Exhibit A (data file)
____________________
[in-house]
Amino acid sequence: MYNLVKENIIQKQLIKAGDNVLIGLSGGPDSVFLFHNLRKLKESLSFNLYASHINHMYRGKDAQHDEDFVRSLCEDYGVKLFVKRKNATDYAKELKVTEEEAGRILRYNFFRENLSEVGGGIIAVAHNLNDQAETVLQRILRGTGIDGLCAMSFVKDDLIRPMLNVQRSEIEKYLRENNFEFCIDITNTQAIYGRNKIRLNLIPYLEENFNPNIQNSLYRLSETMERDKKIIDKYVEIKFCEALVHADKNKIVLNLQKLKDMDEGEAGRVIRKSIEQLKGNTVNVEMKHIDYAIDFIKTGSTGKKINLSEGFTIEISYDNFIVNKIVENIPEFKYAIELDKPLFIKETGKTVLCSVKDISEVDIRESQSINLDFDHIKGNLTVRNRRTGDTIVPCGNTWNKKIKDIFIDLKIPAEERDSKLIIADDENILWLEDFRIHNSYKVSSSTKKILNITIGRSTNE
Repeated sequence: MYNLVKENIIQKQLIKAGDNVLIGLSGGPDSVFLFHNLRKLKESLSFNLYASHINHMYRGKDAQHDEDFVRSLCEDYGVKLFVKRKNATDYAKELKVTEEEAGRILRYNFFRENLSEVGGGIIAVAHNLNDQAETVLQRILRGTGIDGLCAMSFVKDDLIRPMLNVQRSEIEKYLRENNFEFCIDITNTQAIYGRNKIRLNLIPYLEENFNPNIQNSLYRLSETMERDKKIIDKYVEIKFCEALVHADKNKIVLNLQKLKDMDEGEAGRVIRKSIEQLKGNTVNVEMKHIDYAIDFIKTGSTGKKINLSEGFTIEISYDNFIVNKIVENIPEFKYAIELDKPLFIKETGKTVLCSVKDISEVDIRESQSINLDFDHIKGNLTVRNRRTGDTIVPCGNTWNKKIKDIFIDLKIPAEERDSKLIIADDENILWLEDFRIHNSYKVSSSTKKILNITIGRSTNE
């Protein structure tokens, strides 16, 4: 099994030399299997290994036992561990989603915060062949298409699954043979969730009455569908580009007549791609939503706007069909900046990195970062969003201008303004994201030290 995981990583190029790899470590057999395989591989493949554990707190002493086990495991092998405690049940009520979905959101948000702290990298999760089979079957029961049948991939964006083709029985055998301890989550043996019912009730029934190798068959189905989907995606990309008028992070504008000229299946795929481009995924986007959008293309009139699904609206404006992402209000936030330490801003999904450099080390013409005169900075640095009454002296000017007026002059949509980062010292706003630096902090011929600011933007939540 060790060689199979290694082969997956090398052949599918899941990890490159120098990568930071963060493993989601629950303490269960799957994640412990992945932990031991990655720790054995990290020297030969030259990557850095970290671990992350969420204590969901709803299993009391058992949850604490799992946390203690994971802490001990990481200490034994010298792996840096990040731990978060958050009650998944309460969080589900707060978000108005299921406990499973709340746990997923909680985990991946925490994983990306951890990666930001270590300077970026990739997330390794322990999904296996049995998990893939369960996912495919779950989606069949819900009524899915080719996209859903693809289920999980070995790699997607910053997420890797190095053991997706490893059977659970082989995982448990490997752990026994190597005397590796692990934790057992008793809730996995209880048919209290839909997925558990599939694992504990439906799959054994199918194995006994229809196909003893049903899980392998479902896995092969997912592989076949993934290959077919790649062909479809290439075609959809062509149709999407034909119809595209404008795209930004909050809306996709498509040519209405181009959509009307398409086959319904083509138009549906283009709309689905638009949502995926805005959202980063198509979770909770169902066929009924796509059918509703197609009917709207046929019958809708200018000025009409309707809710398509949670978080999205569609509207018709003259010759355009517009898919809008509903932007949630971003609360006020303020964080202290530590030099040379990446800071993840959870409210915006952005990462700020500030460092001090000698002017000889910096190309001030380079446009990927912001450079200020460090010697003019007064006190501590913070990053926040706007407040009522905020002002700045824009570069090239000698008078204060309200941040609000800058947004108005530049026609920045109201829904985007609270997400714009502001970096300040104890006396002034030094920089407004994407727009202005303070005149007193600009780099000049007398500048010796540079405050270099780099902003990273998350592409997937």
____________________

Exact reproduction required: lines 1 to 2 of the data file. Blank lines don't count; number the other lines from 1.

[in-house]
Amino acid sequence: MYNLVKENIIQKQLIKAGDNVLIGLSGGPDSVFLFHNLRKLKESLSFNLYASHINHMYRGKDAQHDEDFVRSLCEDYGVKLFVKRKNATDYAKELKVTEEEAGRILRYNFFRENLSEVGGGIIAVAHNLNDQAETVLQRILRGTGIDGLCAMSFVKDDLIRPMLNVQRSEIEKYLRENNFEFCIDITNTQAIYGRNKIRLNLIPYLEENFNPNIQNSLYRLSETMERDKKIIDKYVEIKFCEALVHADKNKIVLNLQKLKDMDEGEAGRVIRKSIEQLKGNTVNVEMKHIDYAIDFIKTGSTGKKINLSEGFTIEISYDNFIVNKIVENIPEFKYAIELDKPLFIKETGKTVLCSVKDISEVDIRESQSINLDFDHIKGNLTVRNRRTGDTIVPCGNTWNKKIKDIFIDLKIPAEERDSKLIIADDENILWLEDFRIHNSYKVSSSTKKILNITIGRSTNE